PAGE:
"It was very hot that day. Perhaps he was drunk and depressed due to missing the flight and dehydrated."
Last week, Derek wrote about the arrest of a Noosa man in Sumatra after a so-called “rampage of violence.” He is now awaiting trial, spending his days avoiding wet-towel snaps and other silly things caged men do.
Yesterday, Mr Rielly shared with me a peculiar twist in the case.
A goat, he said, must be slaughtered to make amends for the young man’s crimes.
When one typically breaks the law, one moves into a smaller house, pays a fine, etc. Rarely is animal sacrifice a condition for reparations.
Curious, I dig.
Bodhi Mani Risby-Jones, 23, visiting Simeulue, an island on the Northern tip of Sumatra, is being held on multiple counts of assault, all while allegedly drunk and naked— on par, a spritely combination, but not always.
His defense? Sunstroke from surfing.
According to the police chief Senior Commissioner, Risby-Jones— sans shirt, sandals, or Beachgrit boardies— cracked a Moon Beach Resort security guard in the neck, ran onto the street, pulling multiple riders from their motorcycles before attacking a fisherman on the beach where Bodhi was knocked around pretty good before subdued by a group of locals who then tried to burn down the resort in retaliation.
Talk about Surf Fever, huh?
He was likely out at Jackals before hell broke loose; it’s a smooth point break with a drowsy right and smoking low-tide barreling left. Either way, nothing to get violent over.
The penalties for his crimes include up to five years in prison and 40 lashes with a cane. Seems fitting, no? Spare the rod, spoil the child, they say.
Yet the cell time and flogging is not enough for the community to feel at peace. The ultra-conservative Province of Aceh adheres to the Sharia Law policies and procedures manual.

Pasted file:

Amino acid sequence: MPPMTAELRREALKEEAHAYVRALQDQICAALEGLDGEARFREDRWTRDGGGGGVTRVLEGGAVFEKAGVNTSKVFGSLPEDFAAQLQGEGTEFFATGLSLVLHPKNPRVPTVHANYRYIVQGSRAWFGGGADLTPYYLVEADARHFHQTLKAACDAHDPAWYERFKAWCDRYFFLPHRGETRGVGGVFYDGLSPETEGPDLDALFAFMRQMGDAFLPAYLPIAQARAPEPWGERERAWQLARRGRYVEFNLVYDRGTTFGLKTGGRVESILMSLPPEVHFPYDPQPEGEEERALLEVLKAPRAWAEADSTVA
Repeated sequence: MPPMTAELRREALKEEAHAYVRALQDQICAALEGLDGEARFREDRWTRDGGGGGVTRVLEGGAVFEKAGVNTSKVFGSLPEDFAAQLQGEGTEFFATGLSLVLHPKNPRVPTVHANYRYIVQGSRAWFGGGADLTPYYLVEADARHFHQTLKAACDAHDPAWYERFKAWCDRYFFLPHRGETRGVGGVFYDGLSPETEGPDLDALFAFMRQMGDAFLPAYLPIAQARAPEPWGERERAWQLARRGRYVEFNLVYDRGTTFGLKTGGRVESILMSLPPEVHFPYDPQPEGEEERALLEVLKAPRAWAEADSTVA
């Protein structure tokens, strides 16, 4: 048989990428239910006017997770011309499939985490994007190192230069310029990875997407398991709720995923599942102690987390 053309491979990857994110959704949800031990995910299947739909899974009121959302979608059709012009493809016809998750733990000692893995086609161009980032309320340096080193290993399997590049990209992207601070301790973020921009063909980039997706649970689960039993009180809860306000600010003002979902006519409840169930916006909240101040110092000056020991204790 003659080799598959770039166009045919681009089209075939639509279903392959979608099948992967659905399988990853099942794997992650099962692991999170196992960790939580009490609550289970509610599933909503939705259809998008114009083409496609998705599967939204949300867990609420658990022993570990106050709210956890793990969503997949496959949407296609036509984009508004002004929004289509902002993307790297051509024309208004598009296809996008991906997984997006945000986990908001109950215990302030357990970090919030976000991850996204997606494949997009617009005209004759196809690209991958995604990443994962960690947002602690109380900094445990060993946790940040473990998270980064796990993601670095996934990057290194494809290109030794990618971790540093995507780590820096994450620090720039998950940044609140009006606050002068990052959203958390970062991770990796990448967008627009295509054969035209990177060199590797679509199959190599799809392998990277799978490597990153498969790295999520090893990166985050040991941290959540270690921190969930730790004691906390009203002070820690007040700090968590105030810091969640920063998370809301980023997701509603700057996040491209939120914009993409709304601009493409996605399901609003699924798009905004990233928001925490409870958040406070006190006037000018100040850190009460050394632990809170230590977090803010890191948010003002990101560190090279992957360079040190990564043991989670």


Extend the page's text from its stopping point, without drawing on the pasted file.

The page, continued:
According to village chief Suhardi Fleno, the hotel in which Risby-Jones stayed, the Moon Beach Resort, is equally to blame and must restore balance to the community.
“Besides restorative justice I’d like to explain that we have a tradition here which we will do,” he said. “It is called peusijuek, meaning we must have peace with the party that we have a problem with to prevent the same problem from recurring. It’s between the village and the resort. We don’t care if Bodhi gives the money to the resort [for the goat]. But we do care about the resort and our village. Bodhi is just a guest at the resort and the guests can come and go. We must slaughter a goat.”
Seemingly more concerned about the animal sacrifice than punishment for the offender, Fleno seemed to sympathize with Risby-Jones.
“I think he was depressed and dehydrated,” he said. “He should have [flown] out of Simeulue [earlier in the day] but then he missed the flight. He told us he surfed all day that day. Perhaps when coming back to his inn, he had a drink just to relax a bit after surfing all the day. It was very hot that day. Perhaps he was drunk and depressed due to missing the flight and dehydrated, it all led him to acting like that.”
It’s nice there is an understanding of the boy’s missteps. But as the Lorax spoke for the trees, permit me to have a word on behalf of the goat.
I spent years working a coastal farm. As scrub grew along the cliffs above the water, we used goats to bush hog. The wire-furred, devil-horned beasts butt and bit with spite. They’d loop around every tree making spider webs of their 100-foot leashes to be untangled a couple times a day. They are fetid and dim witted.
But, boy could they cut down brush.
I sure hope that goat about to be cut up in Simeulue fills the village belly.